U.S. Supreme Court
COOPER v. AARON, 358 U.S. 1 (1958)
358 U.S. 1
COOPER ET AL., MEMBERS OF THE BOARD OF DIRECTORS OF THE LITTLE ROCK,
ARKANSAS, INDEPENDENT SCHOOL DISTRICT, ET AL. v. AARON ET AL.
CERTIORARI TO THE UNITED STATES COURT OF APPEALS FOR THE EIGHTH CIRCUIT.Fn
Argued September 11, 1958.
Decided September 12, 1958.
Opinion announced September 29, 1958.
Fn [358 U.S. 1, 1]
NOTE: The per curiam opinion announced on September 12, 1958, and printed in a footnote, post, p.
5, applies not only to this case but also to No. 1, Misc., August Special Term, 1958, Aaron et al. v. Cooper et al., on
application for vacation of order of the United States Court of Appeals for the Eighth Circuit staying issuance of its
mandate, for stay of order of the United States District Court for the Eastern District of Arkansas, and for such other
orders as petitioners may be entitled to, argued August 28, 1958.
Under a plan of gradual desegregation of the races in the public schools of Little Rock, Arkansas, adopted by petitioners
and approved by the courts below, respondents, Negro children, were ordered admitted to a previously all-white high
school at the beginning of the 1957-1958 school year. Due to actions by the Legislature and Governor of the State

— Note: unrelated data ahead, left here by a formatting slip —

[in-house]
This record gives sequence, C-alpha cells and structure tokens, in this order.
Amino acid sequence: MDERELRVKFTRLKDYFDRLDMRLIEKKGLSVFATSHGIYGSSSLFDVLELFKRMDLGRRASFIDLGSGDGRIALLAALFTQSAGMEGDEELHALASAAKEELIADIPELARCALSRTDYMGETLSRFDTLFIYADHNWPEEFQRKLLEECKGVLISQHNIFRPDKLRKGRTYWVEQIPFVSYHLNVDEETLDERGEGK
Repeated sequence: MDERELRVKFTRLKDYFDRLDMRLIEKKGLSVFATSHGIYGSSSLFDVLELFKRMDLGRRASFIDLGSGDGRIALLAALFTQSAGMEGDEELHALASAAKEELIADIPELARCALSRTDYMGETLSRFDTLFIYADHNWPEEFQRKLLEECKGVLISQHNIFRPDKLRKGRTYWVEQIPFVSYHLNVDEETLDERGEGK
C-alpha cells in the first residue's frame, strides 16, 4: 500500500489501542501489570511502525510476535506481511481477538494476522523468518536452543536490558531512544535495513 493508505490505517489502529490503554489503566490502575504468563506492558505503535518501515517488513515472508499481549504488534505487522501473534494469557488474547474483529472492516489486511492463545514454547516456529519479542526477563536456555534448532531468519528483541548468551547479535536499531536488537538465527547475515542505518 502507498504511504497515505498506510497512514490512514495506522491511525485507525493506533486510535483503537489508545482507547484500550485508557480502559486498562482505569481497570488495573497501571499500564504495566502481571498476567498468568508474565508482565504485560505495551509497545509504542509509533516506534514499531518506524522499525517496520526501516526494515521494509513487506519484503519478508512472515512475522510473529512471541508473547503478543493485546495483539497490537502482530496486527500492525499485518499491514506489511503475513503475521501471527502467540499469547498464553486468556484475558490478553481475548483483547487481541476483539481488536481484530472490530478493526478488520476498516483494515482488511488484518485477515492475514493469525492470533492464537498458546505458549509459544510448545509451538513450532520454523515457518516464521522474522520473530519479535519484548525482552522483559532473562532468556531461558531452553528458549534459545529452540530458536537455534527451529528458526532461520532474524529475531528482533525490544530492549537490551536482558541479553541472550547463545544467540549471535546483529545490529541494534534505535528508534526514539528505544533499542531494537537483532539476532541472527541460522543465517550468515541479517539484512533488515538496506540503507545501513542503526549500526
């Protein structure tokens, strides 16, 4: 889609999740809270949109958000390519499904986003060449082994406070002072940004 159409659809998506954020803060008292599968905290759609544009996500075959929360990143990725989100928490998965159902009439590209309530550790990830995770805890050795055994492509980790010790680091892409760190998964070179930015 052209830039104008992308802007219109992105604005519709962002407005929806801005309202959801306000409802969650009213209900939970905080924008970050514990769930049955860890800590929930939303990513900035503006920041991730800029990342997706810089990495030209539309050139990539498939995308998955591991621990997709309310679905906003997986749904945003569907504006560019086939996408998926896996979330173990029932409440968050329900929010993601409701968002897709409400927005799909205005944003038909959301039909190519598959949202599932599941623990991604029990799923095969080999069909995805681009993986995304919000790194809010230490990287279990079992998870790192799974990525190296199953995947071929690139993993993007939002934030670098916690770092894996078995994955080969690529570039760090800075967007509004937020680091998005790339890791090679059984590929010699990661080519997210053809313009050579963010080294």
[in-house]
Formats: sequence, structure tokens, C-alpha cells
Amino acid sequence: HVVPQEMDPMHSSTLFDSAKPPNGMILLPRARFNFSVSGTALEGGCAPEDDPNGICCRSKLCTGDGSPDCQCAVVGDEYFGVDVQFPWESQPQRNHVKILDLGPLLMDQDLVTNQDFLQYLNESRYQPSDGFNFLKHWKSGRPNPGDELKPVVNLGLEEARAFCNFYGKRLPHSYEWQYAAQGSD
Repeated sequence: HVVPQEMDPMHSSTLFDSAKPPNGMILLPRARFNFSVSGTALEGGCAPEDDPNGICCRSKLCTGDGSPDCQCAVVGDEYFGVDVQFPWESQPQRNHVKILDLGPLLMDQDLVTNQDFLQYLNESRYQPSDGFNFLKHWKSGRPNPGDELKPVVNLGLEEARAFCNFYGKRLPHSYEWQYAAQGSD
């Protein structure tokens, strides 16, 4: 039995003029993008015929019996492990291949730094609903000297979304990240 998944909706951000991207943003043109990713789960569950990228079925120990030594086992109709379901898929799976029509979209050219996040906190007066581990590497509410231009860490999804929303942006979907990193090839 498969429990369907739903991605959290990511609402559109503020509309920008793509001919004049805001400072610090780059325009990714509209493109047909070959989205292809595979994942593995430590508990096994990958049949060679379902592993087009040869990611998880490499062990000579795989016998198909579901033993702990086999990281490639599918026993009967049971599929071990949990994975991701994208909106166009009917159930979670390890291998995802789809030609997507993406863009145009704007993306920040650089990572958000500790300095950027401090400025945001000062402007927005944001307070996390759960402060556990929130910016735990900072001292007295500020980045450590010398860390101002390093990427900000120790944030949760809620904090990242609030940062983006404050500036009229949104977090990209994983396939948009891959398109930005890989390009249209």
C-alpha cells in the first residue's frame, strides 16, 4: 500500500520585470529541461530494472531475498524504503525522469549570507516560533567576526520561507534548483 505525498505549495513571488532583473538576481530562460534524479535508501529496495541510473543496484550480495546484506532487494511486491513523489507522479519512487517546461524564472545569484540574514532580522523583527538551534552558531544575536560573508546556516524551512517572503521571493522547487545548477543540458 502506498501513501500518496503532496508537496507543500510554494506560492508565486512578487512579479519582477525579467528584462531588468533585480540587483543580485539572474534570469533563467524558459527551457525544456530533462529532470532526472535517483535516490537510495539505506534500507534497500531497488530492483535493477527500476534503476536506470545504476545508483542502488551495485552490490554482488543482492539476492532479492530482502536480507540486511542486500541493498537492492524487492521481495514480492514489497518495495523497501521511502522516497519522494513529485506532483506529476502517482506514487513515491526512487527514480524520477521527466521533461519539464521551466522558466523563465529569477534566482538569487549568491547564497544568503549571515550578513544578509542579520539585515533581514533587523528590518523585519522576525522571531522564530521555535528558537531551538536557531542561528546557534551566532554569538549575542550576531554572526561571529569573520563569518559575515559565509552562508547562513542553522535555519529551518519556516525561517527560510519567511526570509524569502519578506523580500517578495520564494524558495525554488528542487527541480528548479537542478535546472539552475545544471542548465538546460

opposing desegregation, and to threats of mob violence resulting therefrom, respondents were unable to attend the school
until troops were sent and maintained there by the Federal Government for their protection; but they [358 U.S. 1, 2]
attended the school for the remainder of that school year. Finding that these events had resulted in tensions, bedlam, chaos
and turmoil in the school, which disrupted the educational process, the District Court, in June 1958, granted petitioners'
request that operation of their plan of desegregation be suspended for two and one-half years, and that respondents be sent
back to segregated schools. The Court of Appeals reversed. Held: The judgment of the Court of Appeals is affirmed, and
the orders of the District Court enforcing petitioners' plan of desegregation are reinstated, effective immediately. Pp. 4-20.
1. This Court cannot countenance a claim by the Governor and Legislature of a State that there is no duty on state
officials to obey federal court orders resting on this Court's considered interpretation of the United States
Constitution in Brown v. Board of Education, 347 U.S. 483 . P. 4.
2. This Court rejects the contention that it should uphold a suspension of the Little Rock School Board's plan to
do away with segregated public schools in Little Rock until state laws and efforts to upset and nullify its holding
in the Brown case have been further challenged and tested in the courts. P. 4.
3. In many locations, obedience to the duty of desegregation will require the immediate general admission of